Established as part of a $1.75 billion bond passed by voters in 1960, the 444-mile long California Aqueduct (formally known as the Edmund G. Brown California Aqueduct) begins at the Harvey O. Banks Pumping Plant and parallels Interstate 5 south to the Tehachapi Mountains.
To cross the Tehachapis into Southern California, a huge amount of water is lifted some 2,000 feet at the A. D. Edmonston Pumping Plant – it’s more water pumped higher than anywhere else in the world.
California Aqueduct Overview
The SWP’s most visible facility, the California Aqueduct is an artificial river shaped like an inverted trapezoid. Varying in bottom width from 12 feet to 85 feet and an average of 30 feet deep, the concrete channel Aqueduct uses check structures with an innovative “controlled volume flow” system to move water through an open canal much as a pipeline would. The aqueduct was constructed using specially designed equipment to build its massive sloping walls.
About 30 percent of SWP water is delivered to San Joaquin Valley farms and cities via the California Aqueduct. The largest single customer in this area is the Kern County Water Agency, whose contract allows it to receive as much as 1 million acre-feet of water per year. Just south of Kettleman City, the Coastal Branch diverges from the main Aqueduct to deliver water to Kern, Santa Barbara and San Luis Obispo counties.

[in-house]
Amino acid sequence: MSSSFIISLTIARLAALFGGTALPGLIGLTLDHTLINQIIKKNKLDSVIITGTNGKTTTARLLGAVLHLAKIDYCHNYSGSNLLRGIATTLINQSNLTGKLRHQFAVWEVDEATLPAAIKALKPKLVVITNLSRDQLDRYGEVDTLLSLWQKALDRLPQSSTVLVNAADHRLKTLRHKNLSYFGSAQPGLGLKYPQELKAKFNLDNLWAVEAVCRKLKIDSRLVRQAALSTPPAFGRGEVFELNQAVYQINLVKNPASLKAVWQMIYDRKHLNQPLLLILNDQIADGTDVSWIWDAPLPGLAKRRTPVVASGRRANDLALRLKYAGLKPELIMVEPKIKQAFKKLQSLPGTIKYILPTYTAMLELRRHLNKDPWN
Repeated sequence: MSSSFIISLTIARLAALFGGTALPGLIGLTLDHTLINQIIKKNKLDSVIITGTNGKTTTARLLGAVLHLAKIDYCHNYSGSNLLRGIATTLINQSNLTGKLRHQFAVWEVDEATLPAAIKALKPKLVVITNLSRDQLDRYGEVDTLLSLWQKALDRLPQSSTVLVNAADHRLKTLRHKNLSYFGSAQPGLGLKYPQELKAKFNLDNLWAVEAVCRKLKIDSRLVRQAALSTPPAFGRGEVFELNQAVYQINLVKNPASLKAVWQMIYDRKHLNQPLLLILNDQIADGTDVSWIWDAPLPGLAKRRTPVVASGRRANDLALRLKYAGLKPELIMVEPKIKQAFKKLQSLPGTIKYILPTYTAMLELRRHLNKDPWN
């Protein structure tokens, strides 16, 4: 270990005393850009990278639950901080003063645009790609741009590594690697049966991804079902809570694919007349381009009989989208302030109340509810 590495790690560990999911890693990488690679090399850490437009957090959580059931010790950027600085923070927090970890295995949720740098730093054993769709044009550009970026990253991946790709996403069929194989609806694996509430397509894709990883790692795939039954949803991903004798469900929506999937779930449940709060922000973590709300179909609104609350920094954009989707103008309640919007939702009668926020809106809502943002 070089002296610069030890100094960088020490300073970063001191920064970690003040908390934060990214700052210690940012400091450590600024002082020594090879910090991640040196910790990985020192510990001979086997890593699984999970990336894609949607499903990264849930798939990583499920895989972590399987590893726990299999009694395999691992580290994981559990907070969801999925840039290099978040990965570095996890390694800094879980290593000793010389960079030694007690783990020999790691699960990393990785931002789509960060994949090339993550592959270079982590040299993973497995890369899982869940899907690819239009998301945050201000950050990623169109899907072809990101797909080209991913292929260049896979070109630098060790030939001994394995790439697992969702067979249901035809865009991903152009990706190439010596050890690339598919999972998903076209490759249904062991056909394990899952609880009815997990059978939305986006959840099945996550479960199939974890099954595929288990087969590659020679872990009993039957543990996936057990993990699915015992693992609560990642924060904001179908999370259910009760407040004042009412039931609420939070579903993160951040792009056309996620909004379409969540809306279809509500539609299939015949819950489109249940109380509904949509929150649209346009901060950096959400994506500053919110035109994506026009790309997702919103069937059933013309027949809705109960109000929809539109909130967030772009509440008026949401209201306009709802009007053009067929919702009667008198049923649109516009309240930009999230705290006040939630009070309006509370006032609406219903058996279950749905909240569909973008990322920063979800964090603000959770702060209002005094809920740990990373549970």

By the time the California Aqueduct reaches A.D. Edmonston Pumping Plant at the northern edge of the Tehachapi Mountains, there is still as much as 2.5 million acre-feet of water to be delivered to 13 Southern California water contractors. Fourteen pumps lift the water almost 2,000 feet over the mountains, where it is split into two aqueducts that serve Southern California.
Water from the West Branch Aqueduct is stored in Pyramid Lake and Castaic Lake for distribution to Los Angeles and surrounding cities. The East Branch Aqueduct passes through Palmdale and Lancaster, and stores water in Silverwood Lake and Lake Perris for distribution to Inland Empire cities such as San Bernardino and Riverside.
Land subsidence caused by groundwater extraction is a problem for the California Aqueduct. A map prepared for DWR by NASA shows that sections of the aqueduct have sunk so much that the canal has a carrying capacity 20 percent less than its design capacity.
Delta Mendota Canal and California Aqueduct Intertie
In December 2009, federal officials announced the approval of a long-planned Delta-Mendota Canal/California Aqueduct Intertie project. Completed in 2012, the $34 million project connects the Delta-Mendota Canal to the California Aqueduct to increase the operational flexibility of the SWP and the Central Valley Project. Overseen by the Bureau of Reclamation, the new pipeline and pumping plant also aid in delivering water and responding to CVP and SWP water emergencies.